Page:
BEVERLY HILLS, California — Throughout Hollywood history, nearly every generation has had a comedic duo to keep them laughing.
In movie after movie, people like Laurel and Hardy, Abbott and Costello and Chris Farley and David Spade displayed comedic timing perfected by real-life friendships, commonalities in style and a willingness to laugh at themselves. Such groups have traditionally had one other thing in common as well.
"You need one guy who weighs a little bit more than the other guy," laughed Justin Long recently. "I think that's the common thread."
"I wouldn't say we're the next Farley and Spade," cautioned Jonah Hill, his real-life roommate, best friend and frequent co-star. "I would say we're the next Rosie O'Donnell and Madonna."
Whatever they are, this much is certain: they're in it together. The gangly, sarcasm-slinging Long, and rotund, wide-eyed Hill have been working together steadily for two years now, and the dividends begin paying off this week with the fake-college comedy "Accepted." After that, they have two more flicks already in the can — and Adam Sandler chasing them for a fourth (see [article id="1537540"]"Justin Long, Jonah Hill Hope To Be 'Accepted' Into Adam Sandler Film"[/article]).
"[Working with Justin] makes it more fun, and more fun to watch and it makes it funnier because you're having fun doing it," explained Hill, a 22-year-old improv-heavy jokester who has stolen scenes in "Click" and "The 40-Year-Old Virgin."
"Jonah's one of my best friends, and I feel like we just have this natural rapport," returned Long, 28, the more visible of the duo thus far thanks to "Dodgeball," "The Break-Up" and yes, those inescapable Mac vs. PC commercials. "People can see what good friends we are and how easy it is for us to relate to each other. ... Some people you meet and you just click with them, and you're able to take each others' jokes to another level; you have a friend and you just riff for the longest time."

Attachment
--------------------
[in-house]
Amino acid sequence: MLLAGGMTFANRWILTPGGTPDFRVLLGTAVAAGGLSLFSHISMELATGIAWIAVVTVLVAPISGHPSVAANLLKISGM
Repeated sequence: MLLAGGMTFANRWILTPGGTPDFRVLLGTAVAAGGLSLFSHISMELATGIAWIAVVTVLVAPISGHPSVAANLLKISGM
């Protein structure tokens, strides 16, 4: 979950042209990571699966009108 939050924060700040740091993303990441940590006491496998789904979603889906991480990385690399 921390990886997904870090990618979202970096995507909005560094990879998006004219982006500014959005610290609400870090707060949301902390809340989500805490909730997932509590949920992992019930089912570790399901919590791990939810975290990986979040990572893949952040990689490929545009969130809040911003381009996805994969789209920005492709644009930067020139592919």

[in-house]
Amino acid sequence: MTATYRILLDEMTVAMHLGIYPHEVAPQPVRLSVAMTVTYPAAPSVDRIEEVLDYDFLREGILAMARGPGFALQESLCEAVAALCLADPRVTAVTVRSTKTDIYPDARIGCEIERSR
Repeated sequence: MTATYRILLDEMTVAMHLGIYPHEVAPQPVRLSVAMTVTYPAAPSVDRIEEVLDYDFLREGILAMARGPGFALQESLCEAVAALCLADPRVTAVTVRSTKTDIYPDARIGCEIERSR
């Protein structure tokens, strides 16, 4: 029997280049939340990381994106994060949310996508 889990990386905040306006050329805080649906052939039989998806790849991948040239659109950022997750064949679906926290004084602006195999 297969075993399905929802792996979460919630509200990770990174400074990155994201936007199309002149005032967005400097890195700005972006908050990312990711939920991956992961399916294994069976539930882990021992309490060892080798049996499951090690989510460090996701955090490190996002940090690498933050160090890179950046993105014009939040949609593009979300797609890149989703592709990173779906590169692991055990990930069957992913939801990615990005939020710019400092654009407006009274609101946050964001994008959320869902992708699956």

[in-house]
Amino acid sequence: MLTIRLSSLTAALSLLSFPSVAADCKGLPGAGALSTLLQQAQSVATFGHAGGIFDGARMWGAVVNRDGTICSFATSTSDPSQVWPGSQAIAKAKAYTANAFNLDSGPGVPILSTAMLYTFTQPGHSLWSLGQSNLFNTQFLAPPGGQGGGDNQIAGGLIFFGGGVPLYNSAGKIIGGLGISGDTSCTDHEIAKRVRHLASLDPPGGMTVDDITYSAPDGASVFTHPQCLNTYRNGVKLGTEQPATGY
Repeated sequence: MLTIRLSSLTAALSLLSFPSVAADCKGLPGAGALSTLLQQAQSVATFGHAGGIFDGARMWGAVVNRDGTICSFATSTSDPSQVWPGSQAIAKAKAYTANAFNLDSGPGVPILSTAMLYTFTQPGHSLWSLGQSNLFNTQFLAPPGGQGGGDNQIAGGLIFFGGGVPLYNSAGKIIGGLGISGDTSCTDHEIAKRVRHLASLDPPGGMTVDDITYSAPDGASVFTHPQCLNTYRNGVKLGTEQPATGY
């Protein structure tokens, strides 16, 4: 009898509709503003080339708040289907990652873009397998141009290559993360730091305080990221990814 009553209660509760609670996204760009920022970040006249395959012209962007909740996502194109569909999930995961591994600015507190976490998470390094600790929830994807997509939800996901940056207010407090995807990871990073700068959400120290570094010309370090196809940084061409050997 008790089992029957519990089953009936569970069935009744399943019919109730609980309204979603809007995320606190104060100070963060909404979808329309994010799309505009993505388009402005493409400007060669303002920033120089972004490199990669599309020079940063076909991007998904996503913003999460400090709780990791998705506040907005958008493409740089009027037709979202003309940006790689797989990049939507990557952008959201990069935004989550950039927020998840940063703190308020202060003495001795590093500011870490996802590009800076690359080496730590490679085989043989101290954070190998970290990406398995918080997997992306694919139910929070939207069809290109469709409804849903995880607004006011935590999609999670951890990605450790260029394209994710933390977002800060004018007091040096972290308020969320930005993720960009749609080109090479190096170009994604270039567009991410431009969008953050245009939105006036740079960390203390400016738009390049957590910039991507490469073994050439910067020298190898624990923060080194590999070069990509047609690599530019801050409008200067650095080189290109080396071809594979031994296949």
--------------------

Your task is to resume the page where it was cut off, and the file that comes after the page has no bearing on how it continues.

Watch the cast and crew discuss their dream classes and see three clips from the collegiate comedy, only on Overdrive.
Such friends include Sandler, Vince Vaughn and Steve Carell — comedy titans who've consistently hired Hill and Long in the belief that they're the future of comedy. Since Farley's untimely passing nearly a decade ago, Hollywood has had a vacancy in the comedy-duo department — and if audiences accept "Accepted," that position may finally be filled.
"The greatest comedy teams, there's an ease that they have, like they've been friends for a long time," observed Long, a well-versed fan of classic comedy who said he'd be thrilled to take hold of the torch. "Even if they're arguing with each other, you still feel like they love each other, and I think that comes out in a very subtle way."
Comparing that dynamic to himself and Hill — his real-life roommate of nearly a year — Long said that it's no different from any other smart-ass guy finding a buddy who finally seems to be on the same page: "It's effortless to be funny with him."
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That was obvious on the set of "Accepted," a "Ferris Bueller's Day Off"-meets-"Animal House" comedy about a slacker who invents a fake college (Long) and his stressed-out buddy along for the ride (Hill). Between takes, it was virtually impossible to get a straight interview out of them: Long would spontaneously break out into Rich Little-like impersonations of everyone from Vince Vaughn to Matt Dillon to Cole Hauser, while Hill preferred to place the microphone between his legs and encourage a giggling Long to put the "eww!" in "interview."